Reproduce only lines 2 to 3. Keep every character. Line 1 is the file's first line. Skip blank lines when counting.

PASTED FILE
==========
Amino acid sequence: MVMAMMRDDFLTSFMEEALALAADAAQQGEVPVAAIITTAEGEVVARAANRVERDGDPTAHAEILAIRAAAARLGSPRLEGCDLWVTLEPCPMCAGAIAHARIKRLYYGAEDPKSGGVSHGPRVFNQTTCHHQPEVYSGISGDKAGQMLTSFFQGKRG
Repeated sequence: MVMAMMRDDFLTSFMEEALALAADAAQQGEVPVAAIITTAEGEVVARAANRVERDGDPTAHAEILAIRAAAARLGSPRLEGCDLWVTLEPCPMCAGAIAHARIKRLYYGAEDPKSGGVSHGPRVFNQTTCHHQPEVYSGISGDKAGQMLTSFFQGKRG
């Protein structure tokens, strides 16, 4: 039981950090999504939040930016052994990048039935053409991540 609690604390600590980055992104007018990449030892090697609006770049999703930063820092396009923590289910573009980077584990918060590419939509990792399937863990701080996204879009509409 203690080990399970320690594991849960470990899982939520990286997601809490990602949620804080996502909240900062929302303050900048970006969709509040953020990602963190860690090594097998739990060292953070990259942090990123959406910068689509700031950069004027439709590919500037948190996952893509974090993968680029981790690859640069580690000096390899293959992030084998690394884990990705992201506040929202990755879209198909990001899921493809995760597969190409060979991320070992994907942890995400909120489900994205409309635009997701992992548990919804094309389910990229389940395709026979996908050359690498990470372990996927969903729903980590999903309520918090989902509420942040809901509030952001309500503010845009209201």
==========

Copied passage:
Repeated sequence: MVMAMMRDDFLTSFMEEALALAADAAQQGEVPVAAIITTAEGEVVARAANRVERDGDPTAHAEILAIRAAAARLGSPRLEGCDLWVTLEPCPMCAGAIAHARIKRLYYGAEDPKSGGVSHGPRVFNQTTCHHQPEVYSGISGDKAGQMLTSFFQGKRG
């Protein structure tokens, strides 16, 4: 039981950090999504939040930016052994990048039935053409991540 609690604390600590980055992104007018990449030892090697609006770049999703930063820092396009923590289910573009980077584990918060590419939509990792399937863990701080996204879009509409 203690080990399970320690594991849960470990899982939520990286997601809490990602949620804080996502909240900062929302303050900048970006969709509040953020990602963190860690090594097998739990060292953070990259942090990123959406910068689509700031950069004027439709590919500037948190996952893509974090993968680029981790690859640069580690000096390899293959992030084998690394884990990705992201506040929202990755879209198909990001899921493809995760597969190409060979991320070992994907942890995400909120489900994205409309635009997701992992548990919804094309389910990229389940395709026979996908050359690498990470372990996927969903729903980590999903309520918090989902509420942040809901509030952001309500503010845009209201």